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1304 Somerville Rd.
Decatur, AL 35601

Office: 256-260-2333
Fax: 256-260-2336

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2011. Riverside Gastroenterology
1304 Somerville Rd., Decatur, AL 35601
256-260-2333

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Gastroesophageal Reflux

Testing & Diagnosis

You may not need any tests if your symptoms are not severe.

If your symptoms are severe or they come back after you have been treated, one or more tests may help diagnose reflux or any complications:


• An upper endoscopy (EGD) is often used to identify the cause and examine the esophagus (swallowing tube) for damage. The doctor inserts a thin tube with a camera on the end through your mouth. The tube is then passed into your esophagus, stomach, and small intestine.
• Barium swallow
• Continuous esophageal pH monitoring
• Esophageal manometry
• Occult blood test may diagnose bleeding from the irritation in the esophagus.

Treatment

To prevent heartburn, avoid foods and beverages that may trigger your symptoms. For many people, these include:

• Alcohol
• Caffeine
• Carbonated beverages
• Chocolate
• Citrus fruits and juices
• Tomatoes
• Tomato sauces
• Spicy or fatty foods
• Full-fat dairy products
• Peppermint
• Spearmint

If other foods regularly give you heartburn, avoid those foods, too.
Also, try the following changes to your eating habits and lifestyle:

• Avoid bending over or exercising just after eating
• Avoid garments or belts that fit tightly around your waist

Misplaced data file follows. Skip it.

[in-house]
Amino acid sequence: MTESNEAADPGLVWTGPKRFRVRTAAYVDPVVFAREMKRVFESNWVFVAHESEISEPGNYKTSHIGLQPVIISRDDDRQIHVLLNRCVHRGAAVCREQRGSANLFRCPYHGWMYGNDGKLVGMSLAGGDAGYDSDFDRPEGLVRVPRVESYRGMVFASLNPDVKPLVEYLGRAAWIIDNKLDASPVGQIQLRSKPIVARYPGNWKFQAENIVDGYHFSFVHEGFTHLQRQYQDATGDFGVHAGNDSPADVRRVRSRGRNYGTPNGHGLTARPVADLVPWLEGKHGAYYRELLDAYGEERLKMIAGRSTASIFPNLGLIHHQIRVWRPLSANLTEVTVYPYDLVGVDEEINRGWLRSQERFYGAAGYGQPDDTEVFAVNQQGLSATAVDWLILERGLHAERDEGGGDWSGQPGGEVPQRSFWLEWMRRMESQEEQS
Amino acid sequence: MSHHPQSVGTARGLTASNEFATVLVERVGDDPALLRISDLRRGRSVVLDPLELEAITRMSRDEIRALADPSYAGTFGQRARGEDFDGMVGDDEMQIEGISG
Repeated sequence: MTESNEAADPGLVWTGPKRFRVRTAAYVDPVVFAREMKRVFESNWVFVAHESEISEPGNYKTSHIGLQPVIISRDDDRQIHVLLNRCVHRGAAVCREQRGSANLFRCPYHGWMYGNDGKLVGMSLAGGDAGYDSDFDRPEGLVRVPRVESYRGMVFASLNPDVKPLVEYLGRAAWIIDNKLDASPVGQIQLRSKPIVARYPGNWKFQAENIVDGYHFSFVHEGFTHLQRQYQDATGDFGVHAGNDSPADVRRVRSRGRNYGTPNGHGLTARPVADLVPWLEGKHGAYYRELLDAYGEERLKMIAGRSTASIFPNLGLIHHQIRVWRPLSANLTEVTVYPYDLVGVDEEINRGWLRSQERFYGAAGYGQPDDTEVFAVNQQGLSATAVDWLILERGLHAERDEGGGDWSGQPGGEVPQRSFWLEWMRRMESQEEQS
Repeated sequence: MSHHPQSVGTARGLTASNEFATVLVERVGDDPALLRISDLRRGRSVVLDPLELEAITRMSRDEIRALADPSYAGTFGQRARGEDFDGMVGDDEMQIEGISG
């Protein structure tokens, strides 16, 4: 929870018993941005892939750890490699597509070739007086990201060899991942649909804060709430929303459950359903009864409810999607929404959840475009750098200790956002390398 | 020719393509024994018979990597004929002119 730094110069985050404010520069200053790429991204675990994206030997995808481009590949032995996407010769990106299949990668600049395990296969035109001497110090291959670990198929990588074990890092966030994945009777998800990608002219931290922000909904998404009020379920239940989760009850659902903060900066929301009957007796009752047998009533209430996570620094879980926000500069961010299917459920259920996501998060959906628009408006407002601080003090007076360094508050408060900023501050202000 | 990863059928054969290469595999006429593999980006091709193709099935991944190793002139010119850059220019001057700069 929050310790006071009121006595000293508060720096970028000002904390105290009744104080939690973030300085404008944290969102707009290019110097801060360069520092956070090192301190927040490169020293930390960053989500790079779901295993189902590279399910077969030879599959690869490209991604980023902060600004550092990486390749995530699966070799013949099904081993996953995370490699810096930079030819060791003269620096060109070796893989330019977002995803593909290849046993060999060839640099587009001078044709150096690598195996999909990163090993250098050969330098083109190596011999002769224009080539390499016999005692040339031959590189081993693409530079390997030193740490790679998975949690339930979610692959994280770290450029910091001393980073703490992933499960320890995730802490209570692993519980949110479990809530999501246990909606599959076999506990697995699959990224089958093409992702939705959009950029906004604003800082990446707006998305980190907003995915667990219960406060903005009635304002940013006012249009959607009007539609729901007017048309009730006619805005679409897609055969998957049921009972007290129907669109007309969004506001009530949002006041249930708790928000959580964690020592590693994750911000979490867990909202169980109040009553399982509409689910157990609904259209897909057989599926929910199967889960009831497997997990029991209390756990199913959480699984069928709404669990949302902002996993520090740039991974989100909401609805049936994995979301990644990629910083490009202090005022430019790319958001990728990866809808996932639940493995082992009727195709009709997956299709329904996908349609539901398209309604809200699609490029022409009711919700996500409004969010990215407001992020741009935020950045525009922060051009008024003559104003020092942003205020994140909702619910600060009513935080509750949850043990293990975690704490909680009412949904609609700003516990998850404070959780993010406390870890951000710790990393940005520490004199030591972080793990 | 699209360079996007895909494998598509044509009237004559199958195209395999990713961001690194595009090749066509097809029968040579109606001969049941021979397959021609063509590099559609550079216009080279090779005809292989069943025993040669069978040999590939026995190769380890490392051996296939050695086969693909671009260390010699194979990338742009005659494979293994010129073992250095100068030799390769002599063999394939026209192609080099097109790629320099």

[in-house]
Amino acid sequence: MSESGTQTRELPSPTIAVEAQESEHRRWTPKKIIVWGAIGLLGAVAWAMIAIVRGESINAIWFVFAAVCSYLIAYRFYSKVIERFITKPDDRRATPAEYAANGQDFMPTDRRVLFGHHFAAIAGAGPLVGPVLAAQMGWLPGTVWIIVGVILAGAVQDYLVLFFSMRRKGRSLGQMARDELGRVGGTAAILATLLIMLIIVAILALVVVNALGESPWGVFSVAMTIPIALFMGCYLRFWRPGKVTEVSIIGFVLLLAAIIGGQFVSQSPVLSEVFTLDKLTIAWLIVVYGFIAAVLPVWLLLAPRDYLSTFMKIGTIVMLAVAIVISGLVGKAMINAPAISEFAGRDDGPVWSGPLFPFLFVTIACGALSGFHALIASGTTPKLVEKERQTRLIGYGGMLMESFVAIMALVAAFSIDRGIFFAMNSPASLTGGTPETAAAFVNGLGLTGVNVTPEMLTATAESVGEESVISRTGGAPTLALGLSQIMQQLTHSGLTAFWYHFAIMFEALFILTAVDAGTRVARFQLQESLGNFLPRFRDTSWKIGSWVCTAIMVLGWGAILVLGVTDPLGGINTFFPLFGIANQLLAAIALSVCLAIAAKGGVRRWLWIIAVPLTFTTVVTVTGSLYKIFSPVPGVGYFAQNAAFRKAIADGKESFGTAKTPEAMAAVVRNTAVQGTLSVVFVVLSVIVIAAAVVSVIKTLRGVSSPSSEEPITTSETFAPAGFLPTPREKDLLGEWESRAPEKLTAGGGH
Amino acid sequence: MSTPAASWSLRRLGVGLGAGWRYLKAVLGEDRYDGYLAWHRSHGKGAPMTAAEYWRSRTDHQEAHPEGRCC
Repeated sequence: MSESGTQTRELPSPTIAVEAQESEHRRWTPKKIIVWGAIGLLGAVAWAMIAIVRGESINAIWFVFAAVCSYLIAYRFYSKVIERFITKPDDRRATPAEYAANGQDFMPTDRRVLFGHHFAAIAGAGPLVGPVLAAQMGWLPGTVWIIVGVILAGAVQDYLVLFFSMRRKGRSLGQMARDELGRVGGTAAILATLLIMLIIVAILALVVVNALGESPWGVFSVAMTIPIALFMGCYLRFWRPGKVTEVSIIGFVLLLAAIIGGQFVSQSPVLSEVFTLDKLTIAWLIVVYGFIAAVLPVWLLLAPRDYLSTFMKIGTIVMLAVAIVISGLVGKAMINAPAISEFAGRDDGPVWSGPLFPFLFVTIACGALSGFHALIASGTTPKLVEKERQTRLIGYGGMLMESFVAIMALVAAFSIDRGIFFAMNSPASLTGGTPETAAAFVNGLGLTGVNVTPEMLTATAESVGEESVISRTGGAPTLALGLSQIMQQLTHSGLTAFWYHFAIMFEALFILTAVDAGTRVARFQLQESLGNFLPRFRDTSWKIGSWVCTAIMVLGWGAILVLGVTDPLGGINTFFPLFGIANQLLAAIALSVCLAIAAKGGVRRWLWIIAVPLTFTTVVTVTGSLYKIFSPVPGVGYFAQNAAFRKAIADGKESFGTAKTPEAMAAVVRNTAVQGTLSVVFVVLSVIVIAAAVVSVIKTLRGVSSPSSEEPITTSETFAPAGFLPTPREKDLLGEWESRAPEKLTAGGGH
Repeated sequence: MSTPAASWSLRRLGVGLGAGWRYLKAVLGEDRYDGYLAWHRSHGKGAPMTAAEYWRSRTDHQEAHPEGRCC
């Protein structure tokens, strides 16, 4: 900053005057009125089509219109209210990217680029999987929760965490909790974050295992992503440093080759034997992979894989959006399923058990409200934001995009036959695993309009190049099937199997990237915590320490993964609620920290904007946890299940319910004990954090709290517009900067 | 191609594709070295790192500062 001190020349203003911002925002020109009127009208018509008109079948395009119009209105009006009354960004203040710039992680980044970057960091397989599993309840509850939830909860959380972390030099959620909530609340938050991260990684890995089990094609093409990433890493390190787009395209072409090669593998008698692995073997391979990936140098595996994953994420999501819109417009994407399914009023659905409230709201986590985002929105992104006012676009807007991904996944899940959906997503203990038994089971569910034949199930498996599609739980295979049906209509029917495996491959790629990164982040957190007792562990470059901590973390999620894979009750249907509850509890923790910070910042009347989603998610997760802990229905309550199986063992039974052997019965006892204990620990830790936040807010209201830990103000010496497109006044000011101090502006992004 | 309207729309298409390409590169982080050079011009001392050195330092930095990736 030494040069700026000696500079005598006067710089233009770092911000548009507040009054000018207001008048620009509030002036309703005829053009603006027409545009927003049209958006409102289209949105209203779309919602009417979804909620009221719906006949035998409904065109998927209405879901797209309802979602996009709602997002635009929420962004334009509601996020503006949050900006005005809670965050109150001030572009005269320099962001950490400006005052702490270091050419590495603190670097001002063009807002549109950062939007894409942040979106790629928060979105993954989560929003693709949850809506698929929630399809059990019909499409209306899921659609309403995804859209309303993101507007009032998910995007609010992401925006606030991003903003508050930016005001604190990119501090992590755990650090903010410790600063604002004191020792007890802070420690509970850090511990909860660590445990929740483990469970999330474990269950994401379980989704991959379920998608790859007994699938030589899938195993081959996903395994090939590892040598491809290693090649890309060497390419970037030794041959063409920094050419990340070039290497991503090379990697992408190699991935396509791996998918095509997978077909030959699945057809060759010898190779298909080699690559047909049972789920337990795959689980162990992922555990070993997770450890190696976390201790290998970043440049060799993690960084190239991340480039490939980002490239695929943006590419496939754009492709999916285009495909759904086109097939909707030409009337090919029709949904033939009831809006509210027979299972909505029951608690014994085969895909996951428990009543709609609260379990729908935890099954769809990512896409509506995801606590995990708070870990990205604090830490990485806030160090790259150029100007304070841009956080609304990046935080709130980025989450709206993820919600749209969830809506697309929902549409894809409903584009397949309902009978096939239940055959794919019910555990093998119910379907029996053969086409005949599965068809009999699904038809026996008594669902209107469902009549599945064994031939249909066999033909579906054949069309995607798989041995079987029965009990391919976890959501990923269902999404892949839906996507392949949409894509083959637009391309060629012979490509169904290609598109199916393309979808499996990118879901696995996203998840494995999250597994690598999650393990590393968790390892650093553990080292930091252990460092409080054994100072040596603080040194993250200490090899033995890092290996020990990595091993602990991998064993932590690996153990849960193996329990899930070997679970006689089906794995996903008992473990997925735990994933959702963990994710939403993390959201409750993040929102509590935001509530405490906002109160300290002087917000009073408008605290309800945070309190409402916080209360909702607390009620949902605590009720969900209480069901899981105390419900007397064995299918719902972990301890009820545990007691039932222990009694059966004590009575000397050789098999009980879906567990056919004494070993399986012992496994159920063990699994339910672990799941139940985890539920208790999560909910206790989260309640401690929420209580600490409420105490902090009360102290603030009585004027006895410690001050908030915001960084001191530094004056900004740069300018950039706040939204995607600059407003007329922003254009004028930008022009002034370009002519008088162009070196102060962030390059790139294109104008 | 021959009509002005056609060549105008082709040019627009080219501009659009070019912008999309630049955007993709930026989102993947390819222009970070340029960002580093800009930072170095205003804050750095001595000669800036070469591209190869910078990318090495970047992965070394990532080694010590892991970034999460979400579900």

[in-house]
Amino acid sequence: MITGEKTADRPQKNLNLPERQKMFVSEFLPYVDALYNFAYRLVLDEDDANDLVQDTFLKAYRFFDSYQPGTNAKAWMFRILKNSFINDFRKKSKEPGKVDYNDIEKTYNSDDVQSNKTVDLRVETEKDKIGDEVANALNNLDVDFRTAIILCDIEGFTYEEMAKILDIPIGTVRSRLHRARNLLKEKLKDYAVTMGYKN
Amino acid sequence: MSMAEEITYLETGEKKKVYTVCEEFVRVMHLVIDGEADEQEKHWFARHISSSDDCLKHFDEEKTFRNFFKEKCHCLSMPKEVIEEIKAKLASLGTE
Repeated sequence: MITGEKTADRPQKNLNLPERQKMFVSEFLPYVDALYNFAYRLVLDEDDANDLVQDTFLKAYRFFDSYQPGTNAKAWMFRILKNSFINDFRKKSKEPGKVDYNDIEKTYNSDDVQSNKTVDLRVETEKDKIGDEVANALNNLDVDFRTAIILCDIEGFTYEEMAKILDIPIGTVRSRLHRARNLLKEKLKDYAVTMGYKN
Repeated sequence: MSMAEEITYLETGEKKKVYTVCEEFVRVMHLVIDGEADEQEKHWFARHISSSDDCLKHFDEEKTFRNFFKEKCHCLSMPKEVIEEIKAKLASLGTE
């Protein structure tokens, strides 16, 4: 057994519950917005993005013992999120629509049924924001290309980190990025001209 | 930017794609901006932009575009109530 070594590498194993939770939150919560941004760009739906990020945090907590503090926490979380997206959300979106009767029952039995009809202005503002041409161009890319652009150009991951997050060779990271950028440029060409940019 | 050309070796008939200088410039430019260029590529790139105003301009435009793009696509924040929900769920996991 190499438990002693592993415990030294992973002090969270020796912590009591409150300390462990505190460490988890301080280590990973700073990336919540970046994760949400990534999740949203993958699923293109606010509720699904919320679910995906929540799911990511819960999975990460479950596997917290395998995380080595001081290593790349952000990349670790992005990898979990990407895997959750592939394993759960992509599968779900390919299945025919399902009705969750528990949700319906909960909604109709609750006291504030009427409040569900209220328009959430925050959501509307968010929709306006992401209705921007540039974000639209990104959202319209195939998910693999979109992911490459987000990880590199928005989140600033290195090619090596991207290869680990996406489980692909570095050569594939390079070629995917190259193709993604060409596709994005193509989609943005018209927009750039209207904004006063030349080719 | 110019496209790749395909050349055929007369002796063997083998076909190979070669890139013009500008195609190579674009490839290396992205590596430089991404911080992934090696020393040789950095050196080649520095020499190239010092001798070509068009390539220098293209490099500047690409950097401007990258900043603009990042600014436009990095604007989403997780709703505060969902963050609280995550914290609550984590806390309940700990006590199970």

• Do not lie down with a full stomach. For example, avoid eating within 2 - 3 hours of bedtime.
• Do not smoke.
• Eat smaller meals.
• Lose weight if you are overweight.
• Reduce stress.
• Sleep with your head raised about 6 inches. Do this by tilting your entire bed, or by using a wedge under your body, not just with normal pillows.

Over-the-counter antacids may be used after meals and at bedtime, although they do not last very long. Common side effects of antacids include diarrhea or constipation.

Other over-the-counter and prescription drugs can treat GERD. They work more slowly than antacids but give you longer relief. Your pharmacist, doctor, or nurse can tell you how to take these drugs.

• Proton pump inhibitors (PPIs) are the most potent acid inhibitors: omeprazole (Prilosec), esomeprazole (Nexium), iansoprazole (Prevacid), rabeprazole (AcipHex), and pantoprazole (Protonix)
• H2 antagonists: famotidine (Pepsid), cimetidine (Tagamet), ranitidine (Zantac), and nizatidine (Axid)
• Promotility agents: metoclopramide (Reglan)

Anti-reflux operations (Nissen fundoplication and others) may be an option for patients whose symptoms do not go away with lifestyle changes and drugs. Heartburn and other symptoms should improve after surgery, but you may still need to take drugs for your heartburn. There are also new therapies for reflux that can be performed through an endoscope (a flexible tube passed through the mouth into the stomach).

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